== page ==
What's The Real Value of HPXML? Hint: It's The People Behind the Standard
The National Renewable Energy Laboratory (NREL) in Golden, Colorado is Transforming Energy from the way it is generated and used today to the systems that will power our world tomorrow. NREL is the only Department of Energy laboratory exclusively focused on energy efficiency and renewable energy. As such, NREL’s research programs advance the science of sustainable transportation, renewable power, and energy efficiency. The Residential Buildings Research Group within the Lab leads nationwide efforts in developing cutting-edge technical solutions to improve the energy efficiency of residential buildings.
In our buildings research, we have been interested in pooling home energy audit data from a variety of sources for analysis of real-world savings and how they compare with modeled savings from energy retrofits. As we started to collect data for this research, it quickly became apparent that a hodgepodge of formats and data models was going to be a significant barrier in aggregating and making sense of the data.
We found ourselves writing extract-transform-load code (ETL) over and over again instead of spending time doing analysis. I personally wrote a lot of that code as a junior engineer at the lab and wished there was a better way. Around this time, in 2011, I got involved with a working group that was creating the nascent Home Performance XML (HPXML) standard. Through countless conference calls, (sometimes) heated discussion, learning xml schema, and fiddling with iteration after iteration of the data standard, we came up with something we could all start using.
Since then, HPXML has become an integral part of how we move residential buildings data around. It was used behind the scenes to do the analysis for several technical reports. We built an HPXML export into our BEopt software for use in the Building America program as a data archival and sharing format. That data is now available as a result of the federal government’s Open Data Policy via the Building America Data Portal. We have also been hard at work making HPXML able to cross pollinate between other DOE analysis tools and programs, such as a Home Energy Score importer and a SEED Platform importer/exporter. Adding HPXML functionality was never a trivial effort, but it has enabled us to connect data between systems in ways that we couldn’t have done otherwise.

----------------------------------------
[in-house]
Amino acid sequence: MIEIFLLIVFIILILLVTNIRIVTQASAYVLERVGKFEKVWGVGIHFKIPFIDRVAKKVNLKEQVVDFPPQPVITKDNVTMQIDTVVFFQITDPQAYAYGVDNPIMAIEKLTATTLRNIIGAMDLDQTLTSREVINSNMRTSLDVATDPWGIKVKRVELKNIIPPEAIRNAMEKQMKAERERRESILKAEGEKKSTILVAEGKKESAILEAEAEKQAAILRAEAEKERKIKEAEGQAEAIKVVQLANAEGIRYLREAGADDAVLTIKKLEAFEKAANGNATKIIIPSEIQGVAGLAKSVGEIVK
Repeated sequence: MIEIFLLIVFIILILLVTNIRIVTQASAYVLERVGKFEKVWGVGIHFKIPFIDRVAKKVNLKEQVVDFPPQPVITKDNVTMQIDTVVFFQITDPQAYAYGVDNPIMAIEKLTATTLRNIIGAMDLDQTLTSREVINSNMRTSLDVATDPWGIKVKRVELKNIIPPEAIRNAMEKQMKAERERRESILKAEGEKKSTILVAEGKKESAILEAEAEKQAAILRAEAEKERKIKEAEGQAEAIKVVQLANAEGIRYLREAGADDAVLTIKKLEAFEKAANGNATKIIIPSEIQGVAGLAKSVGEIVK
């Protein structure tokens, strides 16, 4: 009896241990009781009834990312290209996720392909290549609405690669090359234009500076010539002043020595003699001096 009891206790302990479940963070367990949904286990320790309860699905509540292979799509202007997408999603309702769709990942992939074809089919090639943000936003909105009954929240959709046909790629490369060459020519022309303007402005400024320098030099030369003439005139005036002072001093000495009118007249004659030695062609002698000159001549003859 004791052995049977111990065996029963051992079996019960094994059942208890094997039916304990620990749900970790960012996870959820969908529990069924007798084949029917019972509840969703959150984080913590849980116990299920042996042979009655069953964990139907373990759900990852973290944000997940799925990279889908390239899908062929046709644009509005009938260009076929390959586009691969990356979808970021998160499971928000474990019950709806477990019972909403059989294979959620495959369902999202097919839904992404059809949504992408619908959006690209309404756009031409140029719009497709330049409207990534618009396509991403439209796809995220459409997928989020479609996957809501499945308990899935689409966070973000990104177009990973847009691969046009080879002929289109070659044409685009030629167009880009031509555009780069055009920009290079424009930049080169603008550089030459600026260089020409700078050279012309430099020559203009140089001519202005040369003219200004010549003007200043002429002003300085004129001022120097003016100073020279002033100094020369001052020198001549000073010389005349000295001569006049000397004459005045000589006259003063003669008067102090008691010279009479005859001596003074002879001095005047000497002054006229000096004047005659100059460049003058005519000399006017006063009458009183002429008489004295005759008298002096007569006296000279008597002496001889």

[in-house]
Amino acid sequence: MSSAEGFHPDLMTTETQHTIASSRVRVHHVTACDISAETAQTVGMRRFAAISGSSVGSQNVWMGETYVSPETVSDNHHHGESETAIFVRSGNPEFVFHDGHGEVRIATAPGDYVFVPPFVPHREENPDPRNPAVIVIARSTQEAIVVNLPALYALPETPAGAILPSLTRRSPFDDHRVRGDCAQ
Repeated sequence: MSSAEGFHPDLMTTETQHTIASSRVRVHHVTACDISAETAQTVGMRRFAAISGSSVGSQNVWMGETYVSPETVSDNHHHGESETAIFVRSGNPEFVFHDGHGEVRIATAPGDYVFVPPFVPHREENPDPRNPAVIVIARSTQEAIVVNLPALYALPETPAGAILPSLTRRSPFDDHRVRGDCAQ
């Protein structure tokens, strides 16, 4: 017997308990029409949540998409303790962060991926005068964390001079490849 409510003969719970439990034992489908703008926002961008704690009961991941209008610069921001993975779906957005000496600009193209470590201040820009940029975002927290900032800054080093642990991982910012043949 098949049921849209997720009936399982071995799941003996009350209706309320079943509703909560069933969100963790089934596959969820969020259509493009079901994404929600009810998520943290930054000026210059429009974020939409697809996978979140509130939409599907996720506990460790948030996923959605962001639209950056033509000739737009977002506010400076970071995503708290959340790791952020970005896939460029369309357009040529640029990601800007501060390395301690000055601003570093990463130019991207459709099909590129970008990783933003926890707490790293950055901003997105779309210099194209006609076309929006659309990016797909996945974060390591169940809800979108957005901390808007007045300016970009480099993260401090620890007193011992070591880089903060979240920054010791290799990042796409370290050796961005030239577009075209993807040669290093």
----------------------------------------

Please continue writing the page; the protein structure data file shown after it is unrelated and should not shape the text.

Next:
Moving forward, we are working on a consolidated residential energy modeling platform that will harmonize assumptions and calculation methodologies between different modeling needs. This platform, built on top of the OpenStudio toolkit and EnergyPlus modeling engine, will underlie the Home Energy Score, Weatherization Assistant auditing software, and an Energy Rating Index calculation. Combining these efforts will accelerate new technologies into software tools, increase consistency across DOE and industry programs, and lower industry-wide costs of maintaining multiple simulation engines. When we went to decide on a data model for the platform, HPXML was the obvious choice. As shown in the figure above, HPXML is the “glue” that connects every layer of the software stack.
In the near future, thousands of homes will be modeled to help people make decisions about what home to buy—whether new or old—what to upgrade in their existing home, or how to most cost effectively help the nation’s poor be safe and comfortable in their homes. Those decisions will be made on the back of HPXML.
As we are working towards this goal, there are plenty of bumps in the road. We are trying to use HPXML in ways beyond its initial intent. The HPXML Working Group has been an indispensable resource as we propose changes and work through problems of differing interpretations, data model ambiguity, and missing data elements in the standard.
We have been able to collaborate with the group to augment HPXML and improve documentation to solve these problems. Many of these problems are not unique, and it has been useful to discuss with others who have dealt with similar shortcomings in the standard about how to make it better. Truly the value in HPXML isn’t in the xml schema documents but in the brain trust and consensus process of the stakeholders who continue to improve this living standard.
I am excited, humbled, and sometimes surprised by the progress we’ve made and the traction HPXML has gained in the market. I see it as an important tool that is being and will be used to un-fracture the residential energy efficiency industry. There will always be different stakeholders with different motivations—whether that is a utility company looking to reduce their peak loads, a small software company making energy audit software, a contractor trying to close a sale, or a researcher trying to find ways to not have to rewrite code. Each can benefit from their tools being able to speak the same language. All will benefit, as we become more efficient at efficiency. Through the work of this industry, we can reduce the carbon footprint of our buildings.
Noel Merket is a Research Engineer in the Buildings and Thermal Systems center at the National Renewable Energy Laboratory. He develops and maintains the HPXML data transfer standard and supports its adoption in the industry as co-chair of the HPXML working group. He also leads the development of residential building capabilities for the open source EnergyPlus building energy simulation software and develops data analysis and visualization tools for NREL's ResStock large-scale building stock simulation software.
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